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I'm trying to schedule a number of jobs in linux using a python script. Currently, my script looks something like this:

import subprocess
command = 'python foo.py %s %s | at %s' % (arg1, arg2, starttime) 
subprocess.Popen([command,], shell=True)

But this doesn't appear to work and I was hoping someone might be able to advise on what I should be doing.

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  • Popen can run a single command, but what you have is an entire pipeline. If foo.py is in python, why don't you just import it, though?
    – tripleee
    Commented May 20, 2012 at 19:10

2 Answers 2

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If you pass in shell=True, Popen() expects a string:

import subprocess
command = 'python foo.py %s %s | at %s' % (arg1, arg2, starttime) 
subprocess.Popen(command, shell=True)

Also, what do you mean by "isn't working"? It works fine for me:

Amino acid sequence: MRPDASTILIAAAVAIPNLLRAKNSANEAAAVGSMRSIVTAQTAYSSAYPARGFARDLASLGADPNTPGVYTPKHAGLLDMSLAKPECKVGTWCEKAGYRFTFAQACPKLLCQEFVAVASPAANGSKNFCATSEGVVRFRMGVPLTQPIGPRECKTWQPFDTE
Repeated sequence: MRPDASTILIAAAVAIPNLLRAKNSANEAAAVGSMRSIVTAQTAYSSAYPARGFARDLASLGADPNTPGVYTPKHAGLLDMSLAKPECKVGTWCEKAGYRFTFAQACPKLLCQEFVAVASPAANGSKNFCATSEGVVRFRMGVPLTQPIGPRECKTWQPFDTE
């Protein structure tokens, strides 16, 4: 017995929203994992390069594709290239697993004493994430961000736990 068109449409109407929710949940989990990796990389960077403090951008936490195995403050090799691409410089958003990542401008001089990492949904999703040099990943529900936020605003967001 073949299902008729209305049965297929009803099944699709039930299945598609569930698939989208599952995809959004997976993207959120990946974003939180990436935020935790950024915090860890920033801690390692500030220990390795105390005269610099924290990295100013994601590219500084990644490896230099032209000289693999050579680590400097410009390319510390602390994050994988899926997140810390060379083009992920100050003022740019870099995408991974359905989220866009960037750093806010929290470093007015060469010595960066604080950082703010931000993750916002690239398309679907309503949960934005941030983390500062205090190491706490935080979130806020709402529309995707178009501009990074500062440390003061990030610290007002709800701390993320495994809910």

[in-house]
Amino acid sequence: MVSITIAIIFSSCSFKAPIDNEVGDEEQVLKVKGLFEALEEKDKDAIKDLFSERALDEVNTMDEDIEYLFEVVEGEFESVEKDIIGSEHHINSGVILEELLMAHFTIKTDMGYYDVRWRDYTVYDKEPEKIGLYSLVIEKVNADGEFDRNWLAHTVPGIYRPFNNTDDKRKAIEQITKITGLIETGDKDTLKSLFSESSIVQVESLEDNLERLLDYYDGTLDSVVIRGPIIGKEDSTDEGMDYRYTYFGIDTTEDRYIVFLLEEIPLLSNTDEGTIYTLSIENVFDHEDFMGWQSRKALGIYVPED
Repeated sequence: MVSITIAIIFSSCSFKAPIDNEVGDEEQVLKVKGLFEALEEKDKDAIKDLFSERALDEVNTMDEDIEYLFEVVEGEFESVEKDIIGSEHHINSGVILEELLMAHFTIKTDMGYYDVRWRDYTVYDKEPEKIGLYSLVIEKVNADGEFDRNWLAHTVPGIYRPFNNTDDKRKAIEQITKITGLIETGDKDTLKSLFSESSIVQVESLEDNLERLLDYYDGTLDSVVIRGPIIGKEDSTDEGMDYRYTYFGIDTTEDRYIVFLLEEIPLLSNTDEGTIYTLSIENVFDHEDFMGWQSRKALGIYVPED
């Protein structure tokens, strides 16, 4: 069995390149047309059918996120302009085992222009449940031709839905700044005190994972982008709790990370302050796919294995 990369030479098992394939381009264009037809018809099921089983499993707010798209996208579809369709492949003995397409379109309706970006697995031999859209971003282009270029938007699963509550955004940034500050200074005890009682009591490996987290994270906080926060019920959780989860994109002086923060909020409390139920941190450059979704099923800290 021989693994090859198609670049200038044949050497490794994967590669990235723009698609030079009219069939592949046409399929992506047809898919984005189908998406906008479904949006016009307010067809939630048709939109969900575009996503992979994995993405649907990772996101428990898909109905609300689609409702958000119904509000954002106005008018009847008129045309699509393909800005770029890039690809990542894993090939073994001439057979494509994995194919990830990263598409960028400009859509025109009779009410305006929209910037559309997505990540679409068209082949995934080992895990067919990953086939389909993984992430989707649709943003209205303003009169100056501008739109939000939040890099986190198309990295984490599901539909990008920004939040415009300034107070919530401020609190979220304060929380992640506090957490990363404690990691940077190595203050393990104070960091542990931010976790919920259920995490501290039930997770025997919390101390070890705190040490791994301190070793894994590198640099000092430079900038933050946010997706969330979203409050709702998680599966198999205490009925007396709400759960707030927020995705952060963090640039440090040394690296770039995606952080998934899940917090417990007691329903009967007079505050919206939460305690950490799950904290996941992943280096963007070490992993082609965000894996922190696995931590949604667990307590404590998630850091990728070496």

>>> import subprocess
>>> subprocess.Popen('echo "asd" | rev', shell=True).communicate()
dsa
(None, None)

And your code as well:

>>> import subprocess
>>> subprocess.Popen(['echo "asd" | rev',], shell=True).communicate()
dsa
(None, None)
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what is your problem is the use of the at command, it shall get a string, so what you want is more

command = 'echo python foo.py %s %s | at %s' % (arg1, arg2, starttime)

or in a more pythonic way

sched_cmd = ['at', starttime]
command = 'python foo.py %s %s' % (arg1, arg2)
p = subprocess.Popen(sched_cmd, stdin=subprocess.PIPE)
p.communicate(command)
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  • I always tend to avoid using shell=True, as you can't manage your inputs and the behaviour correctly.
    – zmo
    Commented May 20, 2012 at 19:20

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